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Johnson Controls acquired smart thermostat maker Lux Products in late 2018, and the Lux CS1 follows in the footsteps of that company’s affordable GEO and Kono products, which are still available. The $99 Lux CS1 looks more conventional than either of those two, but all three thermostats rely on the same app.
Smart thermostat manufacturers all seem to have settled on the same installation routine, asking the user to label the wires coming out of the wall as they detach them from the existing thermostat, push them into the labeled holes on a new backplate, and then snap the front piece with the display on before dealing with the user interface and app to finish setup.
A series of quirks, however, led to the Lux CS1 being one of the more troublesome installs I’ve dealt with. Once I had the thermostat wired and powered, for instance, the display just showed the word “boiler.” As it turned out, you’re supposed to use the up and down buttons to cycle through all the types of furnace the thermostat might be connected to until you find the one appropriate for your home. But starting with what is probably the least likely type of heating system isn’t exactly intuitive.
What’s more, nearly all the thermostat’s system options are accessible only via the thermostat itself and not the app. No explanations are provided for most of the thermostat’s options, and the four-inch monochrome LCD display’s font style makes some of the text hard to read. Turning to the paper user manual didn’t help much, thanks to typos and poorly written and illustrated instructions.
C-wire not required
Most smart thermostats depend on the presence of a C-wire to ensure they receive enough electrical power. The Lux CS1 offers two workarounds if there is no C-wire in your wall. The first has you partially rewire your furnace’s control panel, moving the G wire from the panel’s Fan terminal to its Transformer terminal, and then plugging one end of the included “power wire” into the control panel’s Cool terminal and the other end into its Fan terminal. This procedure, however, isn’t compatible with electric furnaces or heat pumps (the thermostat is compatible with those devices otherwise).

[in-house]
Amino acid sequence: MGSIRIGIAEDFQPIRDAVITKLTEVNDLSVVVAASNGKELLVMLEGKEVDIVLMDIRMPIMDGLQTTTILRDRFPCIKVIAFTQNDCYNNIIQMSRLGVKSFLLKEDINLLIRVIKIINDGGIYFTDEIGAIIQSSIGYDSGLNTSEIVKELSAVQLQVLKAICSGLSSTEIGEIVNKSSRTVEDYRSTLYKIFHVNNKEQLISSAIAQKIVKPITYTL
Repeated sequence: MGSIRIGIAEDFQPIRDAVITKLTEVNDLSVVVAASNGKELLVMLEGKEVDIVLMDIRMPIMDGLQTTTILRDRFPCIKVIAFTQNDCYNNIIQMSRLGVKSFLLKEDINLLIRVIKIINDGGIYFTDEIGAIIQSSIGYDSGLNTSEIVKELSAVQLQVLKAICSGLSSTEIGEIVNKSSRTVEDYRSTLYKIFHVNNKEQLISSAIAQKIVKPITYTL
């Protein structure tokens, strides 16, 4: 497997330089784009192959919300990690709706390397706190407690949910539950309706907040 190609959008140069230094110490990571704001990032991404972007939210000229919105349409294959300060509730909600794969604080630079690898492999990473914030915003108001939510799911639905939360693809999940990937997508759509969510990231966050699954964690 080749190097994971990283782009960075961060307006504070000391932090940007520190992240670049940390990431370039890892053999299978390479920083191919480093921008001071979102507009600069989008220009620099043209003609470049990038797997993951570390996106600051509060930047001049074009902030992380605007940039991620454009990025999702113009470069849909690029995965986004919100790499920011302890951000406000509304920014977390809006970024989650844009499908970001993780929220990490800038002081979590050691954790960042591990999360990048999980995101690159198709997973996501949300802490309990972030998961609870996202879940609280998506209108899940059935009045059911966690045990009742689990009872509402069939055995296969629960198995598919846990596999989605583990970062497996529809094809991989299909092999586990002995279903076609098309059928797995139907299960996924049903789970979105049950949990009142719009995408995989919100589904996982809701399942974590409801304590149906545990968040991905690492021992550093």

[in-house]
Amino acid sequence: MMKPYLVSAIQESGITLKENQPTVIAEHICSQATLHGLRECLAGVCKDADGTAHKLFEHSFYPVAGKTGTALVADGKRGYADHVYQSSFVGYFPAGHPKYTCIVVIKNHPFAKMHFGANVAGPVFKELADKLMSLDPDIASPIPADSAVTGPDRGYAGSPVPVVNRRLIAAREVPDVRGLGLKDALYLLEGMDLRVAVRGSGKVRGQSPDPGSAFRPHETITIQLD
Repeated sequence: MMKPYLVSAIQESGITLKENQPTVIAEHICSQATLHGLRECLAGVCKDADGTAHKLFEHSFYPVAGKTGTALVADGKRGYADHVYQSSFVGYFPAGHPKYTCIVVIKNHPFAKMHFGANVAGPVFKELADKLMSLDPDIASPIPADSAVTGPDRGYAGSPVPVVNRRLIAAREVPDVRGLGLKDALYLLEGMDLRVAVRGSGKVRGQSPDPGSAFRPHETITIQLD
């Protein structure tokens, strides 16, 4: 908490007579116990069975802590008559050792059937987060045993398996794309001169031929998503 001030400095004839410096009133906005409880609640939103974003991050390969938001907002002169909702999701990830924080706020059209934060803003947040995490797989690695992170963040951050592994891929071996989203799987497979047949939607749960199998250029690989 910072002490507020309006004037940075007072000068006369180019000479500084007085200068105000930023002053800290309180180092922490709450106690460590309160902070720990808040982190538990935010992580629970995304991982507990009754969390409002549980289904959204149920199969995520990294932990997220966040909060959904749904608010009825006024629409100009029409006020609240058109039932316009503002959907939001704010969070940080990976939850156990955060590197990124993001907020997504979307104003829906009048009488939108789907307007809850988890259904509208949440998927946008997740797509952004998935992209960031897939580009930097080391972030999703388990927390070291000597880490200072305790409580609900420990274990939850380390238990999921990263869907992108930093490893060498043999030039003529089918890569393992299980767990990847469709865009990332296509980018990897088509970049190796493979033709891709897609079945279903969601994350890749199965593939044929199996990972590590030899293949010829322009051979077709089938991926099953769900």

The other method is to install the $18 Lux Power Bridge, which is sold separately. This accessory also requires that you access and perform some rewiring of your furnace’s control panel. (This YouTube video from the manufacturer shows you how to install the Power Bridge with a Lux Kono smart thermostat, but the process is the same for the Lux CS1.)
Once I had the thermostat physically installed, I found that most of the rest of the setup required me to be in front of the thermostat with the app walking me through the steps. None of this process felt as clear cut as it should have been, and the thermostat’s limited display couldn’t adequately show all the numbered steps I needed to follow. Once set up, however, the Lux CS1 works as expected, and the bright, backlit display does a good job of communicating the current temperature and temperature target.
Your target temperature can be set either at the thermostat or through the app, but I discovered the easiest way to set up an operating schedule was at the thermostat itself. though setting up a set schedule is the easiest way to control the thermostat. The Lux CS1 has a geofencing option that will heat or cool your home when you’re in it and switch to an energy-saving setting when you’re not based on the location of your smartphone. But the thermostat doesn’t have an onboard motion sensor, so for this feature to work effectively, everyone in the home needs to have a smartphone with the app installed.
Johnson Controls bills the Lux CS1 as a “learning” thermostat, similar to the Google Nest, but it’s hard to tell what, if anything, it was adjusting to. I didn’t really see any evidence of AI-controlled changes after a couple weeks of usage. Perhaps a busier household with more people coming and going would have a different experience than I did.
The Lux CS1 supports Amazon Alexa and Google Assistant, so you can use your smart speaker, display, or phone to query the state of your HVAC system and make comfort adjustments with voice commands. The thermostat also supports IFTTT for homeowners who like to program more elaborate automation routines. I liked its ability to create custom notifications of temperature changes (especially for dangerous freeze or high heat conditions), and the manner it conveys the cost of energy consumption based on temperature targets you set. It’s also compatible with public utility demand response programs.
The Lux CS1 isn’t the best budget thermostat we’ve tested, and I encountered some quirks during installation, but it’s serviceable enough for homes with more modest needs—particularly ones that don’t have a C-wire in the wall.